The Indian rupee has remained close to 80 per dollar since reaching that level last month. Since the start of the US Fed rate hike in May, the Indian rupee has lost over 4.63% and since the beginning of this year, it has fallen 7.13% against the dollar. The rupee recovered a bit in the second week of August after reports showed that inflation in the United States fell from a 40-year high. But those gains were eroded after the US Federal Reserve officials maintained their hawkish stance.
On the other hand, the dollar index has remained above the 108 level since August 19, approaching a 20-year high of 108.5 set in July.
Adding to the challenges, crude oil prices surged nearly 4% on Tuesday after Saudi Arabia flagged possible supply cuts from OPEC+ to counter downward pressure on oil prices. If crude oil prices stay above $100, it would certainly put more pressure on the rupee.
Further, India's trade deficit widened to a record $31 billion in July. According to data from the Commerce Ministry, merchandise exports declined to a five-month low at $35.2 billion in July, while imports eased sequentially to $66 billion.
The RBI is doing all it can to protect the rupee from excessive depreciation. As a result of this, the RBI's outstanding net forward purchases of US dollars fell by more than 50 percent from the last quarter of FY22 to $ 30.86 billion in the June quarter, Business Standard reported.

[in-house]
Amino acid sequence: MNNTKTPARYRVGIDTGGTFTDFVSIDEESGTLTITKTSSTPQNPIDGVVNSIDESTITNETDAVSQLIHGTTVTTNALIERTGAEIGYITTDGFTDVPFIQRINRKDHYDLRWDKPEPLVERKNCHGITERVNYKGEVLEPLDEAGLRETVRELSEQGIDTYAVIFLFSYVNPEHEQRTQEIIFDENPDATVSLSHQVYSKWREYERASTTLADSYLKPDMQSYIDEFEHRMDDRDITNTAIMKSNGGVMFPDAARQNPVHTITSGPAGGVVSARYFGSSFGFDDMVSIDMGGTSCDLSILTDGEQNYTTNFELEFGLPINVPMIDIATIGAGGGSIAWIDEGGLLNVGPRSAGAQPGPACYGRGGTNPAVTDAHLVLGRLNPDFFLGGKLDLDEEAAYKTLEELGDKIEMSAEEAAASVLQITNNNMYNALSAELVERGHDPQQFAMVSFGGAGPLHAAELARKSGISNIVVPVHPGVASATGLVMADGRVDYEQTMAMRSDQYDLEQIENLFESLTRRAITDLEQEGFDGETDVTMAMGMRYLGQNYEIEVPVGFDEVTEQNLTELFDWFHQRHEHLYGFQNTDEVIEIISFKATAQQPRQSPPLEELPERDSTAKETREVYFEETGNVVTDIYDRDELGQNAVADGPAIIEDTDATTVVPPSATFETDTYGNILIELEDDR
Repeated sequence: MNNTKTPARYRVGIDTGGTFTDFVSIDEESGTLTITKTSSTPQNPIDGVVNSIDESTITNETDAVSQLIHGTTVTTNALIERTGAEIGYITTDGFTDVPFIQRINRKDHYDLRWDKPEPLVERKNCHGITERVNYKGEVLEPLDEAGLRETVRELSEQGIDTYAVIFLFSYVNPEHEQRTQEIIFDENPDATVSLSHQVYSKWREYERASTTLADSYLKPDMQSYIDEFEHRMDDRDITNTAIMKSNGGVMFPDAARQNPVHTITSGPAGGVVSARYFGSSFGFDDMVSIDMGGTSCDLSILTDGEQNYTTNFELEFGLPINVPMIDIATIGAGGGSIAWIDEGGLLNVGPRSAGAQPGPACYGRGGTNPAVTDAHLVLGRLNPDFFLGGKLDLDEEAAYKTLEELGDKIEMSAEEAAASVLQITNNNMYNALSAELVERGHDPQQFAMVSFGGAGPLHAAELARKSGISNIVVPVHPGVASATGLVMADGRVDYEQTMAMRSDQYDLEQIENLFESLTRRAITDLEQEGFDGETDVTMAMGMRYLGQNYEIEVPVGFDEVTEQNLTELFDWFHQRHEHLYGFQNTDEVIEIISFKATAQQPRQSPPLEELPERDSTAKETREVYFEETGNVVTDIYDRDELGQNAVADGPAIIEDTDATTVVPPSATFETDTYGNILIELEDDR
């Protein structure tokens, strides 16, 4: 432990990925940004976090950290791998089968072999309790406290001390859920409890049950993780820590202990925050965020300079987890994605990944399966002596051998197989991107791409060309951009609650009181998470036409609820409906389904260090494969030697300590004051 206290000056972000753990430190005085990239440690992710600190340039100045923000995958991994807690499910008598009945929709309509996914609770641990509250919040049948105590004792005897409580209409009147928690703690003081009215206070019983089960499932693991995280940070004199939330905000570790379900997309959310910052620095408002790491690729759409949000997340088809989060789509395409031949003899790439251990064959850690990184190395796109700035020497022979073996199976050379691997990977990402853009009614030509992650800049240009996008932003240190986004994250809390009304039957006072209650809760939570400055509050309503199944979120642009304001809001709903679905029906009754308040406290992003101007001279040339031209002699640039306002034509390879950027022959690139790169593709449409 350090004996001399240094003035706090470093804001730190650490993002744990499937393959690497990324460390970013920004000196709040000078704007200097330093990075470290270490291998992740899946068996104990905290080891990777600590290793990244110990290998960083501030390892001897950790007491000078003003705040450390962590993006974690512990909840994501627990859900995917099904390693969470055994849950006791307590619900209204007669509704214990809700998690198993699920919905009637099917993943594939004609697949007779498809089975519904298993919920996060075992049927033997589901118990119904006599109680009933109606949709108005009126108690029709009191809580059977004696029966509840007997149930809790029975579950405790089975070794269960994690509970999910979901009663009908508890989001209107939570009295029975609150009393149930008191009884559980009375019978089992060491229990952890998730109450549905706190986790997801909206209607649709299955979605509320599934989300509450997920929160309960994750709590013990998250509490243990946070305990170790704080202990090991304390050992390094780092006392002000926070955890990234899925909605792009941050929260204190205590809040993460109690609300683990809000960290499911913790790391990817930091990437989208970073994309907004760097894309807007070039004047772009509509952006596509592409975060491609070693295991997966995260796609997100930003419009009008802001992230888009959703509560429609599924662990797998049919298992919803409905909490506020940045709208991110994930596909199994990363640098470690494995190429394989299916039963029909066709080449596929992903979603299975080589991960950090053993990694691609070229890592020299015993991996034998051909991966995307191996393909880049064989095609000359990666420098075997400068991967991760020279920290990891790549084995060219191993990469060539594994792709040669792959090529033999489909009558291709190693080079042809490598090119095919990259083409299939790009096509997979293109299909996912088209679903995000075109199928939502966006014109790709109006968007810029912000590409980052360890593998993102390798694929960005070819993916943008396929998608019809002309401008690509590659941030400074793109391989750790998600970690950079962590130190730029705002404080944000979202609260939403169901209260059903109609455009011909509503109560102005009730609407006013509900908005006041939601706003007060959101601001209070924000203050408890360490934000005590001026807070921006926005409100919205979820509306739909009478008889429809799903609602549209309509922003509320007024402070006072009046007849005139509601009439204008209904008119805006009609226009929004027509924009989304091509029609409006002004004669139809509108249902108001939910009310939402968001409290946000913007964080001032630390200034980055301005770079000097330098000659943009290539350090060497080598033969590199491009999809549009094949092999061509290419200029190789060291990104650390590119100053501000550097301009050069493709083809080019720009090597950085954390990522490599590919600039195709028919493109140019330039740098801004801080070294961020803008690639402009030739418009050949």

The purchases fell by $18.33 billion in June as the central bank intervened in both the forwards and the spot market in order to protect the rupee.
The recent data shows that nearly $69 billion has been wiped out from the record high foreign exchange reserves of $642.45 billion on September 3, 2021. However, the RBI's reserves of $573 billion remain the fifth largest in the world.
Worried about India's precarious external accounts and the weakening rupee, domestic importers are hedging a lot more of their currency exposures than they are required to, Reuters reported on Tuesday.
We have a clear view right now. Considering India's trade deficit issues and the Fed rate hike view, we think the rupee will depreciate more, possibly up to the 82 levels, "said Rohit Maheshwari, CFO of Hero International B.V.
"Our normal policy is that 50% of the exposure should be hedged. But right now, we are hedging imports by close to 80% while leaving a large part of the exports unhedged. "
Economists expect the current account deficit to widen significantly, with little or no support from investment flows.
Foreign investors have withdrawn almost $25 billion from the Indian equity and debt markets so far in 2022, as money rushes back into higher-yielding dollars, the report said.
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